And so today, as I was thinking, I wanted share these feelings to open a glimpse of the world of a widow or someone who has lost profound love in their life. So, go with me ten years back in time, if you will. The word Widow had never even fell upon my lips, or if it had, I didn’t understand the coldness, the solitude and cruelty of it. I think about all of the woman I have met that are a part of this misunderstood tribe. I see so many that carry the look of strength, but when I see them I see them for who they are and not what they have been marked with. I see a quiet grace, an unspoken sadness, a dignity and appreciation for what is true and real. I see the compassion and understanding, that we know the loss that we have experienced changes us and will continue to change us as we grow into our own right, into our light. We know we are beautifully broken and we don’t see ourselves as needing to be fixed, or needing to just get over it. It will never leave us and this is something, we are just fine with.

We will go through a re-birth if you will. We will not have to relearn everything, but we will have to take steps in our own time to relearn the life we will build for ourselves, a new life. When we get to a place of healing and readiness for what’s next, all I have to say is watch out world!! Widowed woman are strong woman, bold woman, brave woman and will see through bullshit a mile a way. We won’t bind ourselves long to people and things if they do not serve us or better us, we will have learned the importance of time and filling it with people that lift us up and support us in our journey, rather than those that cut us down or are the nah sayers. Yes, we don’t have time for the nah sayers.

We will go through all different stages and waves and all at once or one at a time. We will love deeply and expect more out of others and at times that will hurt us, because we can’t expect people to see the world as we do. We will feel things deeply, more deeply than a person could possibly think they could feel and we will not care what others perceptions are of us, because we get who we are, or we understand we are getting to where we hope to get to.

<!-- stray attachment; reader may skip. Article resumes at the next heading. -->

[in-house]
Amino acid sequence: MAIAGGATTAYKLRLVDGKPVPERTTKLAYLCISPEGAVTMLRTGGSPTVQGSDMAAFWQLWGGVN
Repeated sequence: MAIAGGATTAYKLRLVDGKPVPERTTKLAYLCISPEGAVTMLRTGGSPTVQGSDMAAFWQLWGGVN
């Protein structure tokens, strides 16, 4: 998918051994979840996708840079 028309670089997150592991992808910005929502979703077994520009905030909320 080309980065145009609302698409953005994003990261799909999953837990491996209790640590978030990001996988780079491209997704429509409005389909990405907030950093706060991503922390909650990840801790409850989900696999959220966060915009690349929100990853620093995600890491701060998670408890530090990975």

So, because music has been such a part of my journey, this song completely enveloped me when I heard it. It took me to thinking this, this right here explains some of how I felt, still feel when I look back at the quiet strength I showed.

Wherever you are in your walk of widowhood, or grief journey in losing a loved one, please believe in your heart that the light will come back to you, if you open yourself to receiving it. Please be encouraged by this and at least impress upon your heart that you will be open to what is next for you.

The only person you are destined to become is the person you decide to be. ~ Ralph Waldo Emerson

 

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All We Ever Need Is {LOVE}

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We were young and restless
Pockets full of stars
Chasing down the moonlight
Till the night was ours
All we ever wanted, all we ever needed was love

Think you have the answers
Dreams bigger than the two of us
We took a lot of chances
All the things we did
All we ever wanted, all we ever needed was love

Sometimes those memories
Can be hard to take
We all remember the times
Before you ever felt your heart break
You never are the same

All the hurt and missteps that came
I have no regrets
I know what the truth is
I will not forget
All we ever wanted, all we ever needed was love

I wake this morning ten years late
The night closes in every eve
A dream that just can’t be my fate
I see your smile a sight to take